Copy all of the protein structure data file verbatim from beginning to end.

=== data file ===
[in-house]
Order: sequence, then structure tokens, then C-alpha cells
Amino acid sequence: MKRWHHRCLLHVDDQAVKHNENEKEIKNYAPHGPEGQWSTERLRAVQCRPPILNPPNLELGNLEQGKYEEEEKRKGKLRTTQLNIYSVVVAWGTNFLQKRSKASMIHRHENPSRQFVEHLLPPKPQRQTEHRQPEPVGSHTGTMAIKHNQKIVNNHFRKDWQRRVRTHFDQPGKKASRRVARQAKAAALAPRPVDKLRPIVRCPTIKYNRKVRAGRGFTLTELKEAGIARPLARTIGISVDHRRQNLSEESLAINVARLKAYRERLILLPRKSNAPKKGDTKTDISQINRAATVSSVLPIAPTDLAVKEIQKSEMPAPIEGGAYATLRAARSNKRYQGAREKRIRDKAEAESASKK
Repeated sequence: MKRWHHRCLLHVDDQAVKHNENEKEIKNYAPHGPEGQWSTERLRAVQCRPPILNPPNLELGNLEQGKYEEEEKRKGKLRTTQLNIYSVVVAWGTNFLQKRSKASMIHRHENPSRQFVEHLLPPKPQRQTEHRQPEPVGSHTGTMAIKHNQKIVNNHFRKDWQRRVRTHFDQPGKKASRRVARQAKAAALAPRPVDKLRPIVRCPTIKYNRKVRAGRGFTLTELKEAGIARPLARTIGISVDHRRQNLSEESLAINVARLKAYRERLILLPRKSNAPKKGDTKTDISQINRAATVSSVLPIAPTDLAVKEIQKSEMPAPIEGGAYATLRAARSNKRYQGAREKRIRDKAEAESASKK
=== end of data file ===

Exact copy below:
[in-house]
Order: sequence, then structure tokens, then C-alpha cells
Amino acid sequence: MKRWHHRCLLHVDDQAVKHNENEKEIKNYAPHGPEGQWSTERLRAVQCRPPILNPPNLELGNLEQGKYEEEEKRKGKLRTTQLNIYSVVVAWGTNFLQKRSKASMIHRHENPSRQFVEHLLPPKPQRQTEHRQPEPVGSHTGTMAIKHNQKIVNNHFRKDWQRRVRTHFDQPGKKASRRVARQAKAAALAPRPVDKLRPIVRCPTIKYNRKVRAGRGFTLTELKEAGIARPLARTIGISVDHRRQNLSEESLAINVARLKAYRERLILLPRKSNAPKKGDTKTDISQINRAATVSSVLPIAPTDLAVKEIQKSEMPAPIEGGAYATLRAARSNKRYQGAREKRIRDKAEAESASKK
Repeated sequence: MKRWHHRCLLHVDDQAVKHNENEKEIKNYAPHGPEGQWSTERLRAVQCRPPILNPPNLELGNLEQGKYEEEEKRKGKLRTTQLNIYSVVVAWGTNFLQKRSKASMIHRHENPSRQFVEHLLPPKPQRQTEHRQPEPVGSHTGTMAIKHNQKIVNNHFRKDWQRRVRTHFDQPGKKASRRVARQAKAAALAPRPVDKLRPIVRCPTIKYNRKVRAGRGFTLTELKEAGIARPLARTIGISVDHRRQNLSEESLAINVARLKAYRERLILLPRKSNAPKKGDTKTDISQINRAATVSSVLPIAPTDLAVKEIQKSEMPAPIEGGAYATLRAARSNKRYQGAREKRIRDKAEAESASKK